Just ten minutes drive from Eléa Estate, the coastal city of Paphos is fast becoming one of Cyprus leading tourist attractions.

Rich in history, Paphos was, in Greco-Roman times, the island’s capital, a title it retained for around 600 years.

The archeological wonders of Paphos have lead to it being placed on the UNESCO World Cultural Heritage List. Among the many unique sites are a number of intricate Roman floor mosaics – widely considered to be among the most beautiful in the world – depicting scenes from Greek mythology. Other sites of interest include the underground Tomb of the Kings and St Paul’s Pillar.

But it’s not just ancient attractions that make Paphos so popular; the city also boasts great accommodation, ranging from pocket-friendly apartments to luxury beachside hotels and a number of excellent Paphos golf courses, including Eléa’s award winning Nick Faldo course.

In terms of entertainment you can enjoy everything in Paphos from an open-air opera to dancing the night away. The city also boasts a wide range of restaurants where you can enjoy local and international cuisine.


With its typically Mediterranean climate, Cyprus is the perfect destination for a golfing and leisure holiday.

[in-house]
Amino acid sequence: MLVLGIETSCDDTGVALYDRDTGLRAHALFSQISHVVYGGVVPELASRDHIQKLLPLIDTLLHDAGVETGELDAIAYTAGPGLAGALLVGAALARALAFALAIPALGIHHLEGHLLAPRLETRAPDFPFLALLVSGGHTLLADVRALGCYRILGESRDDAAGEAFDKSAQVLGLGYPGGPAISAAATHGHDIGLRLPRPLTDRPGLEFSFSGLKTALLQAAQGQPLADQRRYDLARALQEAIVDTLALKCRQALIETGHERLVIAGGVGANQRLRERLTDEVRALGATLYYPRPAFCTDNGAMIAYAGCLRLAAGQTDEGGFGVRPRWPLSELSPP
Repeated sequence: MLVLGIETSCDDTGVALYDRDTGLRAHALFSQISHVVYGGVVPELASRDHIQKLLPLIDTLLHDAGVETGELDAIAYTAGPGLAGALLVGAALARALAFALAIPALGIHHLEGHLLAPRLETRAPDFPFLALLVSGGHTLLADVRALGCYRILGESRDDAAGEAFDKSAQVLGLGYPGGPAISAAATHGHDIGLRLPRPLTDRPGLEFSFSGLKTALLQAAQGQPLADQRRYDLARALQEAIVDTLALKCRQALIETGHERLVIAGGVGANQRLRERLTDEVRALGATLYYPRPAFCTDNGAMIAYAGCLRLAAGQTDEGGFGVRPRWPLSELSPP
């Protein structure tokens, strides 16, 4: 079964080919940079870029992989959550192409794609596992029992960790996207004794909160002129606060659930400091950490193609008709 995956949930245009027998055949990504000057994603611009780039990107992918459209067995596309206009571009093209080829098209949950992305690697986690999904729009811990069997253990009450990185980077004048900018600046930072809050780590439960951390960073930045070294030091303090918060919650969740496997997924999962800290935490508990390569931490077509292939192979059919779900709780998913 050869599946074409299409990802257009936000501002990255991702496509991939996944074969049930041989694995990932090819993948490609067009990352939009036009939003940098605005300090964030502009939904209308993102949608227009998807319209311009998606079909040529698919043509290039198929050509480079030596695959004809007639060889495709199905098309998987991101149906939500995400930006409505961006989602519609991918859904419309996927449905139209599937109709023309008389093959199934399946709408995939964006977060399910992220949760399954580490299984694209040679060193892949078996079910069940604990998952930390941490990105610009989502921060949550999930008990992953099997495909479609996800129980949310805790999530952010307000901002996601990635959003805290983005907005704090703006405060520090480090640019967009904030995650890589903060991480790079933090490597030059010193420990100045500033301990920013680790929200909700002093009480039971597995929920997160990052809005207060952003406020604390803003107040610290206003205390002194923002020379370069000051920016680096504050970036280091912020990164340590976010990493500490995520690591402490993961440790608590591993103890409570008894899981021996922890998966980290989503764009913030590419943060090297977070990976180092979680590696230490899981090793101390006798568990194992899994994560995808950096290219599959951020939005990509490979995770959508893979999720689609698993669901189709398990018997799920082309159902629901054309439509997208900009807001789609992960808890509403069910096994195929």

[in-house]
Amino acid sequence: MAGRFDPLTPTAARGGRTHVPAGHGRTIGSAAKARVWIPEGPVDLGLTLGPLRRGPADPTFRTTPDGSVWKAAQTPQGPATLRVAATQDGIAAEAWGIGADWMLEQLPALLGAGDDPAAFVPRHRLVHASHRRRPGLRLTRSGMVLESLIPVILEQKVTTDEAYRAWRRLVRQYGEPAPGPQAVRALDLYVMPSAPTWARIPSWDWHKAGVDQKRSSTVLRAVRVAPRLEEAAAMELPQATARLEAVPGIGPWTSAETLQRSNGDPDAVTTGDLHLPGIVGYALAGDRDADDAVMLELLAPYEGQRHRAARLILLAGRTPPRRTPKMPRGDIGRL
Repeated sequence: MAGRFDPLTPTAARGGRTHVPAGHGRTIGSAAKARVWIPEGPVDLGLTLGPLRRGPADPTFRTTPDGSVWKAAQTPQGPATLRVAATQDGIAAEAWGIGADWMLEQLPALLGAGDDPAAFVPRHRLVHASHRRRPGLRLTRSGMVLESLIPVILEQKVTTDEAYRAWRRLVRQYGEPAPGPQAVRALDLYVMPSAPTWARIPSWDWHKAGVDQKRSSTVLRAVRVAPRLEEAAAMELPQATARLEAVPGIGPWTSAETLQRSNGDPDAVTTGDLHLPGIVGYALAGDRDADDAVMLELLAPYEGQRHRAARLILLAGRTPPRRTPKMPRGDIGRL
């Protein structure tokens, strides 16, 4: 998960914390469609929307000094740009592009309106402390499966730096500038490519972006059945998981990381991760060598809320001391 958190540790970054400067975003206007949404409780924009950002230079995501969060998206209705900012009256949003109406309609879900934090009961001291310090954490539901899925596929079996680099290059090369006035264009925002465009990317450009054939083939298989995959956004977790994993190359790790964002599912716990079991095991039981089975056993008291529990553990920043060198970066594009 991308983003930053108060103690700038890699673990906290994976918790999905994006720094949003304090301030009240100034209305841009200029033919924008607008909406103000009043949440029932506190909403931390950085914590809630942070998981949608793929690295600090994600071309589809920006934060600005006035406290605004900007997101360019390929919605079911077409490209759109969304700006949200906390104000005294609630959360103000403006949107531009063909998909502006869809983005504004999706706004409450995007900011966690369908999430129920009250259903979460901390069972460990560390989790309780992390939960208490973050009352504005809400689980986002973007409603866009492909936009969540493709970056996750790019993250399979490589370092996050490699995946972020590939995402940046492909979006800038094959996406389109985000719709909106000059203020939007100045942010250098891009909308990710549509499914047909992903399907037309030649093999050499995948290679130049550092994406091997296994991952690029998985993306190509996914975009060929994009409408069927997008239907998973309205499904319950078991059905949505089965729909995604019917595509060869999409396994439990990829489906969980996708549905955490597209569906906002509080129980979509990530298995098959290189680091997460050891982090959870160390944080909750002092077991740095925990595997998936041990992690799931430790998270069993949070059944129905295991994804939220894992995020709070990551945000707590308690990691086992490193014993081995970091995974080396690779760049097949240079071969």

The mild Cyprus weather means that the island enjoys an average of 340 days of sunshine a year, with temperatures peaking at 36 degrees in July.

During winter months, Cyprus weather continues to be warm, allowing golfers to enjoy sunny golfing breaks to the island when many of Europe’s courses are experiencing harsh winter conditions.


Average weather in Cyprus


Whether you love exploring unspoiled landscapes, discovering new food and wines, relaxing with your morning coffee or sunning yourself on sandy beaches, you can enjoy your perfect pastime in Cyprus…

The island is rich in history and boasts numerous sites of archaeological interest. Among the most iconic are the second century BC Greco-Roman amphitheatre at Kourion; Salamis, the site of an ancient city with Roman baths, villa and forum; and the Paphos Mosaics – widely heralded as some of the finest Roman floor mosaics ever discovered.

If getting away from it all is more your style, explore the Troodos Mountains by cycle or on foot, or – if you’re more adventurous – take a bike trek through the untamed wilderness of the Akamas peninsula.

In search of sun, sea and sand? Look no further than the picture perfect beaches of Ayia Napa and Protaras, both of which are surprisingly peaceful – but still perfect for a spot of sun worship – in May and September when the summer crowds have dispersed.

As you’d expect from an island that prides itself on its hospitality, food and drink are a big feature of Cypriot life. Away from the tourist crowds you’ll find smaller eateries offering great traditional dishes.

There is a long history of wine making in Cyprus – a fact that is celebrated every September at the Limassol Wine Festival. The island also boasts over 50 boutique wineries – many of which are in the Troodos Mountains.

If coffee’s your drink of choice, sample it either in the traditional Cypriot style – strong and black – or enjoy an iced frappe, made with coffee and lashings of milk.

You can even try the original chewing gum – mastic resin – which has been popular on the island since Roman times. Today it can be found in everything from face cream to biscuits, as well as in the original Elma brand chewing gum.